Our grandma Kalyani

Our grandmother Kalyani Kutty Nair moved on, on 26th September 2018, at the ripe old age of 98. Today, as per Malayalee tradition, the final ceremonies were completed and we hope that her soul rests peacefully.

Grandma was one of the most open minded old ladies one would ever meet, standing apart from others of her generation. Mom tells me that way back, in the 1950s-60s when Princess Margaret (sister of Queen Elizabeth II) was forbidden from marrying Group Captain Peter Townstead, grandma was one of the most upset people in Richmond Town. “She couldn’t even marry whom she wanted to”, she would say. As a mother, her sentiments were echoed by her actions. She was accepting of those her children chose to marry, reassuring them that they were always welcome back if the situation arose. Years later, grandma and grandpa had the opportunity to help a relative by conducting his marriage when the parents refused to accept the alliance.

Kalyani Kutty young
Many many years ago

Mrs Nair, as she was known, would qualify as one of the old timers of Richmond Town having resided there in the 1940s-1970s (on Leonard Lane-Serpentine Street, Richmond Road, Langford Road) before moving to Domlur in the 1980s, and then back to Richmond Town (Rose Lane in 2004) and Yelahanka. Till a couple of years ago, she would recall events and stories of the neighbourhood that were recorded in her mind.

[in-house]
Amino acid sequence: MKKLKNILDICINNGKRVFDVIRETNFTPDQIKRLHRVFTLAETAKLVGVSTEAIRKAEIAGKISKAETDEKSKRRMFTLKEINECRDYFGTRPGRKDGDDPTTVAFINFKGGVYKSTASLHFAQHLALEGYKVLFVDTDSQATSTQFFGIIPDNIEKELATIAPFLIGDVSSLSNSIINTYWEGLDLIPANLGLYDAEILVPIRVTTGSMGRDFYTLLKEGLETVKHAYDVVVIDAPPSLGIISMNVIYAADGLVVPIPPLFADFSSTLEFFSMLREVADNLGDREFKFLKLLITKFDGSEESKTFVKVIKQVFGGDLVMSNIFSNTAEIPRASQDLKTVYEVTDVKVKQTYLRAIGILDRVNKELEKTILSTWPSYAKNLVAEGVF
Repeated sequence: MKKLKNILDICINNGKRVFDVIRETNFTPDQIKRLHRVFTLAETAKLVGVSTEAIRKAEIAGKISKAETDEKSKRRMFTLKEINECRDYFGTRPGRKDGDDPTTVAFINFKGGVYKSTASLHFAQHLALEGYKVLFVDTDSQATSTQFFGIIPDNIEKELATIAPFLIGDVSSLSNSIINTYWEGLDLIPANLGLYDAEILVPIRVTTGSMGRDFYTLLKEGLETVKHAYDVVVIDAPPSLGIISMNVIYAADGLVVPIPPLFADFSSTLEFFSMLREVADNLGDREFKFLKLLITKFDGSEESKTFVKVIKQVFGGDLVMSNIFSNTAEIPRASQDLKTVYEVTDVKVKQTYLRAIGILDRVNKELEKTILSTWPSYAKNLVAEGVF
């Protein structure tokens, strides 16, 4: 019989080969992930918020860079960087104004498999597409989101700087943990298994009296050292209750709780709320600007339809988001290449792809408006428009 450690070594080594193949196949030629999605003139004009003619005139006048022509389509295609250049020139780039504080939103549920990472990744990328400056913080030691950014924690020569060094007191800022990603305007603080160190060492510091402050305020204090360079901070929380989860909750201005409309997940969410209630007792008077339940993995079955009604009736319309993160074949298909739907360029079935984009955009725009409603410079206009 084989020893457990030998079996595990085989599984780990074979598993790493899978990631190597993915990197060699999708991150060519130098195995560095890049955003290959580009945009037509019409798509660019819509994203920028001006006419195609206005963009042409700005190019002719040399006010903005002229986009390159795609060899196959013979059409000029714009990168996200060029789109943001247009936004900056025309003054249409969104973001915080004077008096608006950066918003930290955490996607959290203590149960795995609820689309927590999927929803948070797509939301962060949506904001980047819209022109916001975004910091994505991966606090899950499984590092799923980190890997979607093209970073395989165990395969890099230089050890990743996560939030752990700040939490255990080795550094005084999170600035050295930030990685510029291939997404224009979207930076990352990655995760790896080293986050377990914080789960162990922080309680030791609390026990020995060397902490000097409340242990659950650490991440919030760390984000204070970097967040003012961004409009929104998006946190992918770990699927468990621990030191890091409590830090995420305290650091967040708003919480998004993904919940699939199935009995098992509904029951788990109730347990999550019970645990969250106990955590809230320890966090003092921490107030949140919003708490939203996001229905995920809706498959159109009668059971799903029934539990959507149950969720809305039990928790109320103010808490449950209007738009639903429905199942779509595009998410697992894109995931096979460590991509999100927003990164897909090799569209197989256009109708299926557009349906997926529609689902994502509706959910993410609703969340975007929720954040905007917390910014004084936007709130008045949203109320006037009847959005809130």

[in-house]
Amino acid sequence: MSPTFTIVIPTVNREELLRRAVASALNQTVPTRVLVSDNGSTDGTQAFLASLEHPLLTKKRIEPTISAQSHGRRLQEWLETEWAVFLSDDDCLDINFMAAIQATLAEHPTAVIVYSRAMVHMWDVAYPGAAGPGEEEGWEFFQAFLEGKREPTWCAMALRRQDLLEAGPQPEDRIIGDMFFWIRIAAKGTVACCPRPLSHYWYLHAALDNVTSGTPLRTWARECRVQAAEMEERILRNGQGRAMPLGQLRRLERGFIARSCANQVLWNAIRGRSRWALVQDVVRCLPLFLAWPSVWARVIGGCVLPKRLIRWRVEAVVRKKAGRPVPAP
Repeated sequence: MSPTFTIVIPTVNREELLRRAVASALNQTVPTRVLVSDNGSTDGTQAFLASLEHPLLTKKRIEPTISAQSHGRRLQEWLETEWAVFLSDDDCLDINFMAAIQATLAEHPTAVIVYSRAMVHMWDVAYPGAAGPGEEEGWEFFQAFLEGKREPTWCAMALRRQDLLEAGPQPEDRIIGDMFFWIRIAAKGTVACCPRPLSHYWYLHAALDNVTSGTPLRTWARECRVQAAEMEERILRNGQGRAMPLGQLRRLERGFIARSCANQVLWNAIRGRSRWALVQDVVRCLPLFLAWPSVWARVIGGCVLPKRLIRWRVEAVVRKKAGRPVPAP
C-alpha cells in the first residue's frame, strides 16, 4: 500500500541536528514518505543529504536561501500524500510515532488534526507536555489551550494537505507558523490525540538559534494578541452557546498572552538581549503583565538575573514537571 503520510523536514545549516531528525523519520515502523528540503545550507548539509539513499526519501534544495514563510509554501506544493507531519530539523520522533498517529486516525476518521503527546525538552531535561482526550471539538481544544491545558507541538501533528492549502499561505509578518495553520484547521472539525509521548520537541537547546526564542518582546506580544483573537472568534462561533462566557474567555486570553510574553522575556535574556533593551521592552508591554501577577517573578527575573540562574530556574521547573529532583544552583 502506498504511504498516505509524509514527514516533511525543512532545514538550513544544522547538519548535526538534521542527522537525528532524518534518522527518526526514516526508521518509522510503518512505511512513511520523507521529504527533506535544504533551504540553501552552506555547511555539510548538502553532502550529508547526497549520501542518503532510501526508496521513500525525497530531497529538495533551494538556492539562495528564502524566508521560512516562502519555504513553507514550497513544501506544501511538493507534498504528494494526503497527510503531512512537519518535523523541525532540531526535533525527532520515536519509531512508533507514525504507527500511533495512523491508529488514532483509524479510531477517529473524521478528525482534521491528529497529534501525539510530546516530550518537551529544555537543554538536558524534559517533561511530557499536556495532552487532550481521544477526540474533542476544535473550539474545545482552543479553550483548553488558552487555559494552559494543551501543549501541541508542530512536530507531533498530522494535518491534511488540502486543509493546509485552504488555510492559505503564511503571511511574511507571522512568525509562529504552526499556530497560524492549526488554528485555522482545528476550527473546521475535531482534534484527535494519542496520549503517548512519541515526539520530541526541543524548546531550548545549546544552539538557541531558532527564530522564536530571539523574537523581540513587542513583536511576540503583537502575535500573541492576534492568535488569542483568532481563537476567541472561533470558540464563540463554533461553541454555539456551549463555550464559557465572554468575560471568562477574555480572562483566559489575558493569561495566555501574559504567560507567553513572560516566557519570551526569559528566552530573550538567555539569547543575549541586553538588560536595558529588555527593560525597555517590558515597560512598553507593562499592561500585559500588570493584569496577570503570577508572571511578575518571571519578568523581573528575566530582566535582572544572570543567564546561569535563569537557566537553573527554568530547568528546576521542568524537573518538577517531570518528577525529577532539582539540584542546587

On life, she was quite practical. When grandpa passed away at the age of 96, she felt it was a merciful release. “This machine has to stop sometime, she would sometimes say.” Indeed. Her tenacious heart would have beaten about a whopping 412,40,00,000 times before finally giving way. Her soul lives on in this lovely Badminton Ball tree she planted at Puttenahalli Lake on her 90th birthday 8 years ago. (Read about it here.)

   Planting, 19th Sep 2010

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Grandma’s Badminton Ball Tree, Sep 2018

She will be dearly missed by the 8 of us cousins – Ajith, Meena, Ajay, Pradeep, Sunitha, Nagesh, Nandan, Arathi, and her 4 children Leela Gautam, Rukmani Manay, Ramani Nair, Bala Nair and 11 great-grand children.

Gma obit

Remembering Mrs Neela Katary

It was with much sadness that I learnt of the passing of Mrs Katary in Bangalore on 28th April. Our family was on vacation and on 27th April I received a message from a school friend, in which she mentioned that Mrs Katary and her husband were in  road accident and that she was critically injured. It was so unfortunate that she did not pull through.

Mrs Katary was a teacher at Baldwin Girls’ High School for many years.  In Std VI (1981-82) she was my class teacher and taught Home Science. This was the year that I was elected by my classmates to be the Class President (one of the class prefects), so my interaction with her was frequent. Kind at heart, yet strict, she was an excellent teacher and very approachable. Home Science was a fun subject with most topics covered with life experiences. As with most of our teachers, she was always impeccably dressed, with a dab of makeup and jewellery coordinated to match her sarees. If memory is right, before we finished Std X, Mrs Katary left Baldwins and moved to the Gulf.

Neela Chandrashekar, as my mom (Rukmani) called Mrs Katary, was known to her several years earlier. They joined Baldwins at the same time, in 1966, and there was a picture taken for the school records. With the passing of Mrs Katary, mom says she is the only one in the picture still alive.

new staff of BGHS 1966
New staff of BGHS, 1966

L-R: Doreen Davis (office staff), Neela Chandrashekar (teacher), Helen Swamidass (teacher), Rukmani Nair (teacher), Barbara Webster (games teacher)

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